A week ago, if the name Don Cherry was familiar to most Americans, it was probably due to his ludicrous suits or his love of bull terriers. Man, a lot can change in a week.
For those of you not up on your ancient Canadian sports commentators, Don Cherry was synonymous with hockey’s marquee televised event, Hockey Night in Canada. Cherry was an institution
on his first intermission segment, Coaches Corner, where the ex-Bruins bench leader would pontificate to the masses about the values of old-time hockey. Virtues like determination, hard work, and sacrifice were the foundation of Cherry’s rants which could be seen on every NHL Saturday for more than 30 years. Then he went on one rant too many.
Cherry chastised some Canadians for not wearing the traditional poppies that honor service members during Canada’s Remembrance Day. To quote,
“You people ... that come here, whatever it is, you love our way of life, you love our milk and honey,” Cherry said. “At least you could pay a couple of bucks for poppies or something like that. These guys paid for your way of life, that you enjoy in Canada.”
As an outside observer of Cherry and one who’s own lifetime fits within his Coach’s Corner career, I was generally amused by his antics. Don Cherry was a preacher of sorts for a section of devotes who knelt at the altar of hockey, and as a southern fan, who perhaps unconsciously, felt separate from the “true” game up north, he was a beacon of “real hockey.”
As a fan who literally grew up around a group of minor league players, I shared Cherry’s love of the code of enforcement. The rule of enforcers was a vital part of the game.
As a fan of the beauty of teamwork, I shared Cherry’s admiration for players willing to sacrifice for the benefit of their teammates; especially if their offering was made in teeth.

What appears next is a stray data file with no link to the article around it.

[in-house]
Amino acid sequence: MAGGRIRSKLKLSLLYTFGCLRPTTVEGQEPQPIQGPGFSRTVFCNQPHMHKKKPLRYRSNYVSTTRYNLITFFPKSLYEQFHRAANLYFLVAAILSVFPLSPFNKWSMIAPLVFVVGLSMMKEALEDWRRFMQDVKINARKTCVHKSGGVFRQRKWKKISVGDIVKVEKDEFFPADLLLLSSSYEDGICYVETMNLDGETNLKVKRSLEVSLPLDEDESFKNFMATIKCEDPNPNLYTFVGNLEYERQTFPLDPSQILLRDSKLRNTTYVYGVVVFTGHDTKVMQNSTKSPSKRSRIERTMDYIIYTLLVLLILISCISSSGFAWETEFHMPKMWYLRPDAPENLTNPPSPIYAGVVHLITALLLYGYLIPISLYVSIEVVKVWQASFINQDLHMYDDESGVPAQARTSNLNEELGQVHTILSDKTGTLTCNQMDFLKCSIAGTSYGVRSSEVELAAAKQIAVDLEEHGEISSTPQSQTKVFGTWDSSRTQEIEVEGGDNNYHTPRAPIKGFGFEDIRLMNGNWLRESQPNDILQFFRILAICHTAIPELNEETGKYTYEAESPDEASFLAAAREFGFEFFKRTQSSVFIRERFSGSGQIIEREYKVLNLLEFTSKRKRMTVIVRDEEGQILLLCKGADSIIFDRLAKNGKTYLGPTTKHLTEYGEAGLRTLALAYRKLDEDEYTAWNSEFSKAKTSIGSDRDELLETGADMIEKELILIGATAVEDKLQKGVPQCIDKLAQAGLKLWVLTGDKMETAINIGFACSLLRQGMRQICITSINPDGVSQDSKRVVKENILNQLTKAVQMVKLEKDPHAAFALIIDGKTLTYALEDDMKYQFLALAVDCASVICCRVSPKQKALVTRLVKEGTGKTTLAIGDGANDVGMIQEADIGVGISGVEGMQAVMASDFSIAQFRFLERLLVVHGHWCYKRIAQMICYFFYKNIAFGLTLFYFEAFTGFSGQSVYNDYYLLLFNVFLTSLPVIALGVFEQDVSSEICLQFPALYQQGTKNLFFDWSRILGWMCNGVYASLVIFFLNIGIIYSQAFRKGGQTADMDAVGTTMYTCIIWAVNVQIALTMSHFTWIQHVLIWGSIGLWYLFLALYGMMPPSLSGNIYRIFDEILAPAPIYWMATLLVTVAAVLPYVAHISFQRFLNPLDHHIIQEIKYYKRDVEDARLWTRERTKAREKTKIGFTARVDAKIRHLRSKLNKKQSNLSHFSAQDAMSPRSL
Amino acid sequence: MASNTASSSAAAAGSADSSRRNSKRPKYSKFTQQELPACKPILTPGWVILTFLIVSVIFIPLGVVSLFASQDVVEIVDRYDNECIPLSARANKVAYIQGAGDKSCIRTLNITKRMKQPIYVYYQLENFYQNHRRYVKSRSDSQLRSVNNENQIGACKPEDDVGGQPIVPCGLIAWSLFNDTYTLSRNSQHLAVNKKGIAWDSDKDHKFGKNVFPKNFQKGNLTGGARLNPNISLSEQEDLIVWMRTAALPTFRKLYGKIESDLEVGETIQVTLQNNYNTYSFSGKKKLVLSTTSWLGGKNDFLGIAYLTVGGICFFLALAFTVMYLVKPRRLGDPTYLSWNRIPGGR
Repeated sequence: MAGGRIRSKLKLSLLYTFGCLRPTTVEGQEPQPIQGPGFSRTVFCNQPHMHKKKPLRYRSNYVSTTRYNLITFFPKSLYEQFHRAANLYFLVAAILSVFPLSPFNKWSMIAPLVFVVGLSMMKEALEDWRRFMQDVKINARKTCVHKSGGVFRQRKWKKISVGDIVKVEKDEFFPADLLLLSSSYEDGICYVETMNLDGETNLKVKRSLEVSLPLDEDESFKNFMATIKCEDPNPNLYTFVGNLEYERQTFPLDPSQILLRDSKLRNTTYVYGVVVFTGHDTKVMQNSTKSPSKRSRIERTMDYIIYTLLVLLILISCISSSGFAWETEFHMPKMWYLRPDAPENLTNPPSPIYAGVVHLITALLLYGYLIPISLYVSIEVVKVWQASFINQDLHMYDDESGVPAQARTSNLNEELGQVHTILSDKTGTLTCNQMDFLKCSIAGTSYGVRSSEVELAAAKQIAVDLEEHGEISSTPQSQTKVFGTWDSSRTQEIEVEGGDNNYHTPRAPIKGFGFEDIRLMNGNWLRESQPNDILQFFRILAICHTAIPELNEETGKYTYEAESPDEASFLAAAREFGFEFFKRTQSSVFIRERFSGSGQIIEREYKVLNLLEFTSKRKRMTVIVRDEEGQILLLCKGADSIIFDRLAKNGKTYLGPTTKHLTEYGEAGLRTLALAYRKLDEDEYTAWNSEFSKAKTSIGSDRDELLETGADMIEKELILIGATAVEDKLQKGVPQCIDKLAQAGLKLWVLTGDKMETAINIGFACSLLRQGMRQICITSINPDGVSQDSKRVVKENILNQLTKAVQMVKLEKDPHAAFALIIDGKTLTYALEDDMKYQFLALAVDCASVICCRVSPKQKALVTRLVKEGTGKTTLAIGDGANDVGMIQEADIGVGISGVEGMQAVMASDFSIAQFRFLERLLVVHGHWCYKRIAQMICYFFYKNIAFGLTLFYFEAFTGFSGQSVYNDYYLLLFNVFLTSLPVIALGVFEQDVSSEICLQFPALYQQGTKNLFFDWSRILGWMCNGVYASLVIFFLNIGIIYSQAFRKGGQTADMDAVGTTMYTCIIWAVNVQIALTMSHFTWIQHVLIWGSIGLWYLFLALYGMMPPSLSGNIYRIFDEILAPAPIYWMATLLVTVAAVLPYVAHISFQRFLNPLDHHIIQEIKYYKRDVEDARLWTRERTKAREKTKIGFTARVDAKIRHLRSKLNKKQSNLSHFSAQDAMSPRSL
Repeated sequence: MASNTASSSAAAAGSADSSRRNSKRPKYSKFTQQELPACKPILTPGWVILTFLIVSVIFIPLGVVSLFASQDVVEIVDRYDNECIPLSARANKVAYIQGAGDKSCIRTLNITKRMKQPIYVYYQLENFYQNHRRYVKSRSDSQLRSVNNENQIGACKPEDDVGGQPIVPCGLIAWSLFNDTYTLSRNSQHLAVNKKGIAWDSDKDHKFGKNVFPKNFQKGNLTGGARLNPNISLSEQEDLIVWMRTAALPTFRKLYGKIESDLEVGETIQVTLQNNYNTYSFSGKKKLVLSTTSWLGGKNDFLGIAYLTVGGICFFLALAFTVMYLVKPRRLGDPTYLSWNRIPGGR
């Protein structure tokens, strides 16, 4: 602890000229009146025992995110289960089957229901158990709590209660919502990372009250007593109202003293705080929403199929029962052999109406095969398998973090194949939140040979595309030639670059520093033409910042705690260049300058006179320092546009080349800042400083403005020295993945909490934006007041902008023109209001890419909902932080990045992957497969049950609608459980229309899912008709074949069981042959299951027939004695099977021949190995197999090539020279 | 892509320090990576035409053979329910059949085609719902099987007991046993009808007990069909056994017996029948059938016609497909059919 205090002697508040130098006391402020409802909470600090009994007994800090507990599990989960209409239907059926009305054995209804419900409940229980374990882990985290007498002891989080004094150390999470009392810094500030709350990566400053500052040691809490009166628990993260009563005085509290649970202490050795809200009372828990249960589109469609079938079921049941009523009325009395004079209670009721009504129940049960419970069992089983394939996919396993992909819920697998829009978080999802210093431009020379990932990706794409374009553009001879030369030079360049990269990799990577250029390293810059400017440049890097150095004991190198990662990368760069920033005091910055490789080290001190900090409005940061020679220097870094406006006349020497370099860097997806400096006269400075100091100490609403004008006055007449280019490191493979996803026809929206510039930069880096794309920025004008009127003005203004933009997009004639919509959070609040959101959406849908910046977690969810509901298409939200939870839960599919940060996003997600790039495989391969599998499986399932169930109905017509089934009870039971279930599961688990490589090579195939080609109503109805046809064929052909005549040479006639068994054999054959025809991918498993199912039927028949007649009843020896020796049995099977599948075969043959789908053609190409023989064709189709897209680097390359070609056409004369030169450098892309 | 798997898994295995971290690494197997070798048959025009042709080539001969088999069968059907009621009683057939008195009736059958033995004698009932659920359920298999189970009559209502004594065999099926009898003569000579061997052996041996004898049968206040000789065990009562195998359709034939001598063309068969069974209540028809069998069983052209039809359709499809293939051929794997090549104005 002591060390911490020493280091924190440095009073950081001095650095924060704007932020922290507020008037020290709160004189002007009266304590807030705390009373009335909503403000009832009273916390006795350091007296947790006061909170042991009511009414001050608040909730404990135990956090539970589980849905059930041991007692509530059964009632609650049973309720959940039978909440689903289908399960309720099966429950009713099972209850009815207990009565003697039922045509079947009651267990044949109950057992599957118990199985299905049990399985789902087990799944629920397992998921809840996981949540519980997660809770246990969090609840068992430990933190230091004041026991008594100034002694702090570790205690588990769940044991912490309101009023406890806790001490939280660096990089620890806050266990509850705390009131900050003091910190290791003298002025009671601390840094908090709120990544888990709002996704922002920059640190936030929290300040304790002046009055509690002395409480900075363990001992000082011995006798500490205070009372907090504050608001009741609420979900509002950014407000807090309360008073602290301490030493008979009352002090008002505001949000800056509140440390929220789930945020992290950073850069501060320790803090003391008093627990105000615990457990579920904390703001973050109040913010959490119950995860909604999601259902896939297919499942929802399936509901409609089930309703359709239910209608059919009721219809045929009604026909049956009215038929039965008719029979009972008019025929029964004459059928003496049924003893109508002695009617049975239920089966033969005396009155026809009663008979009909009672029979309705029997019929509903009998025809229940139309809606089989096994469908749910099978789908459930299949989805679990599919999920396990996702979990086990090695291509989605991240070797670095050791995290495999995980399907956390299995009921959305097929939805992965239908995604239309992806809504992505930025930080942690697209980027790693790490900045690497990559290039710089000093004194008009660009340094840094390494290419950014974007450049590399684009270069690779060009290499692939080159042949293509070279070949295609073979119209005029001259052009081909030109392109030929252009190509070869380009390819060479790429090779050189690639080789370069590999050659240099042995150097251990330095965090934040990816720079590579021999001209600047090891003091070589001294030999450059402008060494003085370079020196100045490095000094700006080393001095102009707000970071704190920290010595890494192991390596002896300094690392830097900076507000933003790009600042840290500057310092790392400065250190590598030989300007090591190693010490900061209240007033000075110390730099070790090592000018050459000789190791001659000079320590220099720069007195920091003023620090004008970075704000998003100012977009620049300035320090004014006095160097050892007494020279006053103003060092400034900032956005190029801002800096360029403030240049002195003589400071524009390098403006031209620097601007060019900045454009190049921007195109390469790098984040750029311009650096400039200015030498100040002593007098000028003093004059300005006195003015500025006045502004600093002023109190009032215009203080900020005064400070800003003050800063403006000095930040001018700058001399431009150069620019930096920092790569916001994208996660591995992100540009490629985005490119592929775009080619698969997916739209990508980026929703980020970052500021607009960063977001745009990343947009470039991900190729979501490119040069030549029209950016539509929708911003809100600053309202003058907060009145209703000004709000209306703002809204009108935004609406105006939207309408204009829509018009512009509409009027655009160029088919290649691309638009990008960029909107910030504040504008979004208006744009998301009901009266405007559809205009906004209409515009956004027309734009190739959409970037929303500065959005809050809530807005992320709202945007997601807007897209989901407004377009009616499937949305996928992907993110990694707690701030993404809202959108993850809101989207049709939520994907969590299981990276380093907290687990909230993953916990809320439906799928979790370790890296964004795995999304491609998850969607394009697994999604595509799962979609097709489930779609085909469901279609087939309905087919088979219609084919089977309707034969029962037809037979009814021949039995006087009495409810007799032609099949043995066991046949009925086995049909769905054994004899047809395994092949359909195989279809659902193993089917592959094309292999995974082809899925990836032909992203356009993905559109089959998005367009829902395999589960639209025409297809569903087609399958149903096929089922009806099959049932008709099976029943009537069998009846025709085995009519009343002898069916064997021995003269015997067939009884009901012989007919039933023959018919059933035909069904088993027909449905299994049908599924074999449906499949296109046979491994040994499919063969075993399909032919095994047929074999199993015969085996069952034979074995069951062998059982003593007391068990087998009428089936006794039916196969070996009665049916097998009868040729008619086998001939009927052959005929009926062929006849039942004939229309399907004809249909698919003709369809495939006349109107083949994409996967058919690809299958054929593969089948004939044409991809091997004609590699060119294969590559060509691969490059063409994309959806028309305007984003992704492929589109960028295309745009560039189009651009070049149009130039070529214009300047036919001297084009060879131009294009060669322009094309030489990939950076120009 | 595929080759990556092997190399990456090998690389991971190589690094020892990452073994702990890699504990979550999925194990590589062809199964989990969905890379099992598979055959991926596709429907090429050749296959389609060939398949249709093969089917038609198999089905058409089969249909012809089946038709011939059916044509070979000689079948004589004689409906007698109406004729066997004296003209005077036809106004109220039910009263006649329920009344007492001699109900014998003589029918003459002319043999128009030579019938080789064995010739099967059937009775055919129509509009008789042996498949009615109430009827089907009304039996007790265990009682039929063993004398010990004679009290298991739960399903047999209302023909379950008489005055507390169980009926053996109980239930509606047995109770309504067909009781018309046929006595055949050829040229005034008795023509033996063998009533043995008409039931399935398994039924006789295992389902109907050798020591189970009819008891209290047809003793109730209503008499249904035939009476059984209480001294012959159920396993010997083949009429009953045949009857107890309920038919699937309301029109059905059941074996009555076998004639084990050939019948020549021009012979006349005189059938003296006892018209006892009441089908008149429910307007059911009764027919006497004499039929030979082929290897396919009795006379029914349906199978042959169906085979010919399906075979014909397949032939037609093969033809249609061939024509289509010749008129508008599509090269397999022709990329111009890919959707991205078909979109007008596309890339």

As a fan of loud and garish clothing, I envied Cherry’s wardrobe. My closet will not be complete until I too own a suit covered in mustaches.
The thing about beacons though is that they are supposed to guide you onto a better path. It’s hard to argue that Don Cherry has been doing much guiding in recent years. For starters, the game as he knows it no longer exists. The Dead Puck Area is no more. Forwards don’t have to be big bruisers to make a difference on the score sheet. A defenseman must now rely on their skates, not their size to effectively shut down opposing teams. And enforcers, perhaps the most recognizable part of the game to most casual fans, are extinct on the sport’s biggest stage. This all has been lost on Cherry, who’s favorite pastime for the last decade has been calling players soft, due to this modern style of play.
Not only has Cherry’s on-ice IQ been found wanting, so has his awareness of the nation he lives in. Going after “soft” players “who play the wrong way” has always been a go-to for Don Cherry. But looking back on it, most of the players who Cherry put into that box didn’t have his background. Cherry has long taken umbrage with a number of Quebec-born players. To him, they didn’t play the game right. When players from Sweden and Finland came into the league, they didn’t play the game right either. When the Soviet Union collapsed and Russian players joined… you get the drift.
There’s an innocent phrase in the south that women from a certain generation can wield with devastating precision. If you ever have anyone over the age of 40 say to you “Bless Your Heart,” you messed up something awful. “You people” is the bless your heart of bigotry. There has always been a “You people” attitude to Don Cherry. There’s no need to say the world immigrants, those familiar knew exactly to whom Cherry was referring. The reason this was the time for Cherry to go was simple. Even his biases had been exposed by the passage of time.
In a way, it’s quite sad. Last week, a man in his 80’s said something that old men tend to say. It’s the kind of statement that would’ve only garnered eye rolls from the kids at a holiday party because no one wanted to call Grandpa on it. But this wasn’t a family gathering. It was live, primetime national television.
Don Cherry sees nothing wrong with his comments, because to him, there was nothing wrong. No one had ever told him differently. Now they have. Nothing, not an ever-diversifying Canada, not a changing NHL, not even getting fired will change Don Cherry’s opinion of what he thinks is right. That is a fact that we have to accept. But we don’t have to accept his opinions as facts. Hockey and Canada are both better off now finally understanding the difference.